Primarily Teaching 2015

A Summer Workshop for Educators on Using Historical Documents in the Classroom

Teachers in a workshop in Chicago We held workshops this summer in Atlanta; Chicago; Seattle; Washington, DC; and at the Herbert Hoover Presidential Library and Museum in West Branch, IA.

Please check back in early 2016 for information about next summer's offerings.


Each National Archives location explores a specific case study, with original documents in our archival holdings. Links below highlight the primary source documents found and digitized by educators at this year's locations:

Teachers in a workshop in Boston Digitization of documents related to our case studies is our priority. Participants find between 3 and 5 items (documents, photos, maps, etc.) to scan and describe. We add these to our online tool for teaching with documents—DocsTeach.org—while participants are onsite. During the workshop, participants produce DocsTeach learning activities using the digitized materials.


  • The fee for each of the workshops is $100, which includes all materials.
  • Graduate credit from a major university is available for an additional fee for most sessions.
  • Participants receive a stipend upon successful completion of the course.

Comments from Past Participants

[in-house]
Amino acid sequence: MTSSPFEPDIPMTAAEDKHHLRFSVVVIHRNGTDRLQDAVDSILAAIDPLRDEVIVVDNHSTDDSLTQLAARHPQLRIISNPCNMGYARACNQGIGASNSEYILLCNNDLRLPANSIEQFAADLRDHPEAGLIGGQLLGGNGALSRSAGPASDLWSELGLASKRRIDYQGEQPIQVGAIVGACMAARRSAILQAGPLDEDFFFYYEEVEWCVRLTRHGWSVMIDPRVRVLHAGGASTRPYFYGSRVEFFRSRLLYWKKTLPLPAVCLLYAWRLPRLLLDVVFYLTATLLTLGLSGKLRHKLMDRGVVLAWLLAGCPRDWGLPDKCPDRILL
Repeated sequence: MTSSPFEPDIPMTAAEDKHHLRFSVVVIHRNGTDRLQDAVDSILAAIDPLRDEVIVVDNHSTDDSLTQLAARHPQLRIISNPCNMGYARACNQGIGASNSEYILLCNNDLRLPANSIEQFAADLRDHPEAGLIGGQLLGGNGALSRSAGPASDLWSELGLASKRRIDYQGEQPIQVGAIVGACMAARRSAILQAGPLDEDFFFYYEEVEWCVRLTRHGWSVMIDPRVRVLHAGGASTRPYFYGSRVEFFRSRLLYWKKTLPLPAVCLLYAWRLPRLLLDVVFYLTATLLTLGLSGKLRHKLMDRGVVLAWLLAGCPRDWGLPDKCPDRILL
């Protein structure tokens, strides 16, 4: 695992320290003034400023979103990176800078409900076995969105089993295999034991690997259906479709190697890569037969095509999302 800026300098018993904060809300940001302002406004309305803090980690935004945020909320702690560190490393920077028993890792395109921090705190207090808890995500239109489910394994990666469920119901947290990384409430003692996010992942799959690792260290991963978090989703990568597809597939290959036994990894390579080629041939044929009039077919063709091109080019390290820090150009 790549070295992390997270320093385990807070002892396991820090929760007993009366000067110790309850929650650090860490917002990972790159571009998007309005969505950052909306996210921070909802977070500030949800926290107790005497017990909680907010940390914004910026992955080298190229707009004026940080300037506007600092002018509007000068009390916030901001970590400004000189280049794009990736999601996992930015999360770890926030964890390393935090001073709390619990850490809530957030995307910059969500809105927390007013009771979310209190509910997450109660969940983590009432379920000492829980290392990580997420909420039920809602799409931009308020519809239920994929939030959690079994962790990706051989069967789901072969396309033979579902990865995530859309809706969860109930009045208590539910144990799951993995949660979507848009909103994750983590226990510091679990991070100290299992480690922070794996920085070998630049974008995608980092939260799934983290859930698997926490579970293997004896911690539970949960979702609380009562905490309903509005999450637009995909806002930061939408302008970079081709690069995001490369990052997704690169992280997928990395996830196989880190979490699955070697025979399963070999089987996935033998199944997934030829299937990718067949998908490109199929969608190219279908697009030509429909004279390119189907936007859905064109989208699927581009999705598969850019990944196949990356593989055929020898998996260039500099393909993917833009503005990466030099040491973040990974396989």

• "This was the best workshop I have ever attended."
  • "I loved the opportunity to do archival research...as well as the ability to select documents for digitization and for use in DocsTeach."
  • "I am more confident using primary source documents in my teaching."
  • "I thoroughly enjoyed the excitement of discovery."
  • "I have a renewed sense of enthusiasm for beginning yet another school year."
  • "This is the BEST, most VALUABLE class I have ever taken. My vocabulary is insufficient to describe it properly. Thank you!"
  • "I loved looking through the boxes on the first day...I now feel confident reaching out to learn more."
  • "An energizing academic experience."

Primarily Teaching is made possible in part by the National Archives Foundation, through the support of Texas Instruments and the William Randolph Hearst Foundation.

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The U.S. National Archives and Records Administration
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